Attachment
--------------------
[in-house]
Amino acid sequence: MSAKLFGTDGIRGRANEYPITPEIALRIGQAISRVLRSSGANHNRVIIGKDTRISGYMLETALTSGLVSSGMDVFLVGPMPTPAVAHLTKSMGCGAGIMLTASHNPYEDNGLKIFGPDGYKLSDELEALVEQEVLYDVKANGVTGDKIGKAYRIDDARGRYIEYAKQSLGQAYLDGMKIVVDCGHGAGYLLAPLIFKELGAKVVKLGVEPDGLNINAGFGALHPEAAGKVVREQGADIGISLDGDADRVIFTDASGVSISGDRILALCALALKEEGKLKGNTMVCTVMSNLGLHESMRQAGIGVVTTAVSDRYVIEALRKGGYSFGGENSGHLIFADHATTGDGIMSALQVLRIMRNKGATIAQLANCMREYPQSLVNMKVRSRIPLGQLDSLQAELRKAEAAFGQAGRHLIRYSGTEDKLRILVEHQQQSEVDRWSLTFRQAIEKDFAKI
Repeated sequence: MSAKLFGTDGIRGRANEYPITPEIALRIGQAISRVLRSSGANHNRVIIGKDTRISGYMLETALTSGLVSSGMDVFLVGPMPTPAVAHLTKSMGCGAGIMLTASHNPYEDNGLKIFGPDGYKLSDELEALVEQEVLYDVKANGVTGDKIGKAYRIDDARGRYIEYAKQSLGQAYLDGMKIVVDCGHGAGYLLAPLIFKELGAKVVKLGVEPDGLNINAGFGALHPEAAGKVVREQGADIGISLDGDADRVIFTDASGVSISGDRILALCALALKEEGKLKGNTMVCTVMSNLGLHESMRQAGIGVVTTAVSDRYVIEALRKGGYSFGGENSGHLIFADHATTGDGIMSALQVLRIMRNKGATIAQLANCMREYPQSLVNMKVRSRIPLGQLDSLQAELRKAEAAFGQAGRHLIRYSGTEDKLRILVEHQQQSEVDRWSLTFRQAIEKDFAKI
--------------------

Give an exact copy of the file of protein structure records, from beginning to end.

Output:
[in-house]
Amino acid sequence: MSAKLFGTDGIRGRANEYPITPEIALRIGQAISRVLRSSGANHNRVIIGKDTRISGYMLETALTSGLVSSGMDVFLVGPMPTPAVAHLTKSMGCGAGIMLTASHNPYEDNGLKIFGPDGYKLSDELEALVEQEVLYDVKANGVTGDKIGKAYRIDDARGRYIEYAKQSLGQAYLDGMKIVVDCGHGAGYLLAPLIFKELGAKVVKLGVEPDGLNINAGFGALHPEAAGKVVREQGADIGISLDGDADRVIFTDASGVSISGDRILALCALALKEEGKLKGNTMVCTVMSNLGLHESMRQAGIGVVTTAVSDRYVIEALRKGGYSFGGENSGHLIFADHATTGDGIMSALQVLRIMRNKGATIAQLANCMREYPQSLVNMKVRSRIPLGQLDSLQAELRKAEAAFGQAGRHLIRYSGTEDKLRILVEHQQQSEVDRWSLTFRQAIEKDFAKI
Repeated sequence: MSAKLFGTDGIRGRANEYPITPEIALRIGQAISRVLRSSGANHNRVIIGKDTRISGYMLETALTSGLVSSGMDVFLVGPMPTPAVAHLTKSMGCGAGIMLTASHNPYEDNGLKIFGPDGYKLSDELEALVEQEVLYDVKANGVTGDKIGKAYRIDDARGRYIEYAKQSLGQAYLDGMKIVVDCGHGAGYLLAPLIFKELGAKVVKLGVEPDGLNINAGFGALHPEAAGKVVREQGADIGISLDGDADRVIFTDASGVSISGDRILALCALALKEEGKLKGNTMVCTVMSNLGLHESMRQAGIGVVTTAVSDRYVIEALRKGGYSFGGENSGHLIFADHATTGDGIMSALQVLRIMRNKGATIAQLANCMREYPQSLVNMKVRSRIPLGQLDSLQAELRKAEAAFGQAGRHLIRYSGTEDKLRILVEHQQQSEVDRWSLTFRQAIEKDFAKI